W3C home > Mailing lists > Public > public-webappsec@w3.org > May 2015

[SRI] integrity + login looks broken

From: Manger, James <James.H.Manger@team.telstra.com>
Date: Thu, 7 May 2015 13:07:22 +1000
To: "public-webappsec@w3.org" <public-webappsec@w3.org>
Message-ID: <255B9BB34FB7D647A506DC292726F6E1285B99FBD6@WSMSG3153V.srv.dir.telstra.com>
Comments on http://w3c.github.io/webappsec/specs/subresourceintegrity/ editor's draft 05 May 2015:

Great concept.


1. Section 3.3.2 "Is resource eligible for integrity validation" looks quite broken with respect to login-related headers.

"Authorization" is a request header so it doesn't make sense so to check "if resource contains ... Authorization" in step 2. Perhaps the intention was to check if the *request* contains Authorization. However, we shouldn't do that either as it catches some logins but misses most (eg misses login via a web form tied to a session cookie).

Perhaps the intention was to cope with the situation where a request triggers a login flow, before the request is later repeated to get the actual resource content. A better way to do this would be to say a resource is not eligible for integrity validation if it is returned with a 401 (Unauthorized) or 407 (Proxy authentication required) status.

In fact, perhaps any response without a 2xx status should be ineligible; or restrict it to only 200 (Ok) responses.


2. Section 3.4 "Modifications to Fetch" step 4 (handling 401) seems disastrous. It breaks a browser's normal handling of 401s. Is the idea to prevent sub-resources triggering the browser's (HTTP BASIC) password prompt that the user is likely to mistake as coming from the top page and, hence, inadvertently reveal their password for the top site to the sub-resource? That is a nice idea, but really needs a dedicated signal, instead of piggy-backing on the top page stating the hash of the sub-resource. Login prompts from sub-resources should be safe regardless of the top page knowing the sub-resource content precisely.


3. A web server should be able to specify an integrity value when responding with a 3xx redirect. Hopefully this could be specified in a future revision , just like section 3.5 says future revisions are likely to add integrity to other HTML elements.


4. Example 1 and example 2 should include a full hash, not have part elided with "...".

5. Example 1 and example 2 should have different hash values as they are for different resources.

6. I'm a little surprised to see potentially real domains in examples 1 & 2 (site53.cdn.net and analytics-r-us.com) instead of, say "cdn.example.net" and "analytics-r-us.example.com".

7. Section 3.1 "Integrity metadata" says the format is the same as hash-source from CSP2. This is not quite right. hash-source is defined to start and end with a single quote. Instead, refer to section 3.6 "The integrity attribute" that references hash-algo (not hash-source) from CPS2.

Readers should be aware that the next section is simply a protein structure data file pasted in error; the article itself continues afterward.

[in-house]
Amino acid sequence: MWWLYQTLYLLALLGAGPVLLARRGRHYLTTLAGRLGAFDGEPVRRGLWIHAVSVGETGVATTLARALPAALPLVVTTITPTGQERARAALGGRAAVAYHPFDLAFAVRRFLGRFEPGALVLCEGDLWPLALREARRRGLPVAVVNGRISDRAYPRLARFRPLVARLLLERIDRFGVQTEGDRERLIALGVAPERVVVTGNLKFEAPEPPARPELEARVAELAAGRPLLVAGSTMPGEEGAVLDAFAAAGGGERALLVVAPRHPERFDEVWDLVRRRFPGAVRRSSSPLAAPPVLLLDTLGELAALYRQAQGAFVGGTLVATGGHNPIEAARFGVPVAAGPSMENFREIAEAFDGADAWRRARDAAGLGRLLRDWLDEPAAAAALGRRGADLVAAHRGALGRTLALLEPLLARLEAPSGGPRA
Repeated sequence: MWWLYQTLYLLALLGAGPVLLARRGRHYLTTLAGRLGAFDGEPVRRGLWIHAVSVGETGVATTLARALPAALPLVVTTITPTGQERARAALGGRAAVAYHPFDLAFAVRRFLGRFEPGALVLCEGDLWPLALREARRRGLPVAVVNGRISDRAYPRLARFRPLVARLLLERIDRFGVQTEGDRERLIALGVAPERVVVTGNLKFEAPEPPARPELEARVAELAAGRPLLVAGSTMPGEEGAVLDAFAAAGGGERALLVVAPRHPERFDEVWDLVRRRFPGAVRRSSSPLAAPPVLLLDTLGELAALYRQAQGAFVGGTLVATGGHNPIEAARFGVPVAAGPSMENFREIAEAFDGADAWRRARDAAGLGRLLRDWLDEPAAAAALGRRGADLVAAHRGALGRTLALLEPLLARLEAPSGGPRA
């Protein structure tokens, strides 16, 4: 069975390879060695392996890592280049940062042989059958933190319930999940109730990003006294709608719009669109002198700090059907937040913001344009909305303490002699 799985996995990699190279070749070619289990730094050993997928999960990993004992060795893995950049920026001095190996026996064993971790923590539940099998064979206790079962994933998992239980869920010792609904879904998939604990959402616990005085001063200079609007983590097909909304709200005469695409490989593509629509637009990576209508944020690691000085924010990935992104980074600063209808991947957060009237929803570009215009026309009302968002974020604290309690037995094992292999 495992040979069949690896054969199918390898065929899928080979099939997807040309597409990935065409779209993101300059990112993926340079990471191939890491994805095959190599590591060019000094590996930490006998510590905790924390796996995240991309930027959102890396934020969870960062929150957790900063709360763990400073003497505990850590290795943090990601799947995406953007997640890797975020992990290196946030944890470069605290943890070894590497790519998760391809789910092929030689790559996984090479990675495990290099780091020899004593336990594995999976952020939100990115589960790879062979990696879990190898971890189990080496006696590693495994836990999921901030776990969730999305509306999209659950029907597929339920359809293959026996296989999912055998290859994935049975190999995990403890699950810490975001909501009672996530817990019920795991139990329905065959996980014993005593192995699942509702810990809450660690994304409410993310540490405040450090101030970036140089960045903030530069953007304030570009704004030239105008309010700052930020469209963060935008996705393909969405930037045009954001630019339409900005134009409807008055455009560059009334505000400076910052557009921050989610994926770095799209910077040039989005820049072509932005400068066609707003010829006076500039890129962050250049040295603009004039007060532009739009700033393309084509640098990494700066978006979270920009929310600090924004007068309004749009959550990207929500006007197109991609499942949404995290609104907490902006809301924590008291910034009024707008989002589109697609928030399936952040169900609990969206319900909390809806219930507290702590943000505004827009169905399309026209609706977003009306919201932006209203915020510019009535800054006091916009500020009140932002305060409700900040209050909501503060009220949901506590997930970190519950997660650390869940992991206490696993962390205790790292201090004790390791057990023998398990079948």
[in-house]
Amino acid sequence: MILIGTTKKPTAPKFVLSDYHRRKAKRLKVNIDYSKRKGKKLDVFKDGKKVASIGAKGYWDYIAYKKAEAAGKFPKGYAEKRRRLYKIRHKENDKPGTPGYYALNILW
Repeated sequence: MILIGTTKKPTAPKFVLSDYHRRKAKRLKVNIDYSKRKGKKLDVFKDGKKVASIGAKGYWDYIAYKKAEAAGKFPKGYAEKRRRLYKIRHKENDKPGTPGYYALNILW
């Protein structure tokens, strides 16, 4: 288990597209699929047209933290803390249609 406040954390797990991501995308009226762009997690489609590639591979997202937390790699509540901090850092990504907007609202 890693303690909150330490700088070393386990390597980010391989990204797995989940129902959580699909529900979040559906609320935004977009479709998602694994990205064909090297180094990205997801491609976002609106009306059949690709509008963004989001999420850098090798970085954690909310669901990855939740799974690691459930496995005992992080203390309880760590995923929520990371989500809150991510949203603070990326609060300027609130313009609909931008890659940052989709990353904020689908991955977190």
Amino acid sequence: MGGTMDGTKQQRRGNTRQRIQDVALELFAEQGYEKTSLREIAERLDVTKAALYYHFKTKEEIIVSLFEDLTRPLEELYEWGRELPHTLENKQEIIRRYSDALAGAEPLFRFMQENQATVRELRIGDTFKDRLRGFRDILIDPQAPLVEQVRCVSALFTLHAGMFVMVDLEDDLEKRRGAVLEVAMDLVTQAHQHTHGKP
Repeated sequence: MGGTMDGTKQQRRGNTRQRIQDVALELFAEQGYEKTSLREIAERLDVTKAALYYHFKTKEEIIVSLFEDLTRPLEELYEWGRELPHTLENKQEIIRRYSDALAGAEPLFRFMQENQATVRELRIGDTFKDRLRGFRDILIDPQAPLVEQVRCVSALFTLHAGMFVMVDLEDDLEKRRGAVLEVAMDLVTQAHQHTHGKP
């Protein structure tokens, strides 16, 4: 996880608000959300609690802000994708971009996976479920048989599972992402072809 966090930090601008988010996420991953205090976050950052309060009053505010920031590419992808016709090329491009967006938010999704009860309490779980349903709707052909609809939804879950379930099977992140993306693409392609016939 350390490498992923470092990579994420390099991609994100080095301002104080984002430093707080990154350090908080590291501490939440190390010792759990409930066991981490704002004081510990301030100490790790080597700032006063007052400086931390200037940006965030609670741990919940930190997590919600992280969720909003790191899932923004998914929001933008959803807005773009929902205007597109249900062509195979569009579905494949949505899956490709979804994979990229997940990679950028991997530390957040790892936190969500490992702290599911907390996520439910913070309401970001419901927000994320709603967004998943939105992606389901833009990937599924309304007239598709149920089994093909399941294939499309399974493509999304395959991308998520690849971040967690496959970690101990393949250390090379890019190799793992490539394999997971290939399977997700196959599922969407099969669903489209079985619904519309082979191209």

8. The example script "alert('Hello, world.');" in the text of section 3.1 uses "smart-quotes", characters U+2018 and U+2019 (LEFT and RIGHT SINGLE QUOTATION MARK) whereas it is supposed to use ' U+0027 (APOSTROPHE). This matters because the bytes are hashed. Cut-n-pasting the example fails. The correct U+0027 is used when the script is repeated in the note.

9. The examples in section 3.2.1 "Agility" have the wrong hash values. They should match section 3.1 where the example script "alert('Hello, world.');" is mentioned. Instead, 3.2.1 hashes the 13 characters "Hello, world." despite supposedly being the content of a javascript file hello_world.js.

10. Options in hash-with-options at first glance look like they use the well known URI query parameter syntax (?name=value&name=value). For instance, you might expect the following to be a valid integrity value:
  sha256-C6CB9UYIS9UJeqinPHWTHVqh/E1uhG5Twh+Y5qFQmYg=?a=1&b=2
That is invalid. It has to be:
  sha256-C6CB9UYIS9UJeqinPHWTHVqh/E1uhG5Twh+Y5qFQmYg=?a=1?b=2
This valid example uses two "?" to separate the two options.
"?" is nicer than "&" as it doesn't need to be escaped in XML. However, being similar-but-different to query strings for a niche feature seems guaranteed to be implemented incorrectly.

At a minimum, some examples with multiple options need to be include to highlight the difference.

Alternatively, define option-expression to be the same as a URI query component.


11. The character restrictions on option-value look quite arbitrary. Where did the subset of 16 allowed symbols come from? ";" is not included so an option-value cannot be a parameterized media type (eg ?ct=text/plain;charset=utf-8) despite this being the most likely use of an option. ":" is not included so an option-value cannot be a URI. Non-ASCII chars are not supported so an option-value cannot be text intended for humans. No escaping mechanism is defined (eg %xx is not defined as an escape for a byte of a UTF-8 encoding), though I guess individual options could specify that their value uses %xx escaping.


--
James Manger
Received on Thursday, 7 May 2015 03:07:59 UTC

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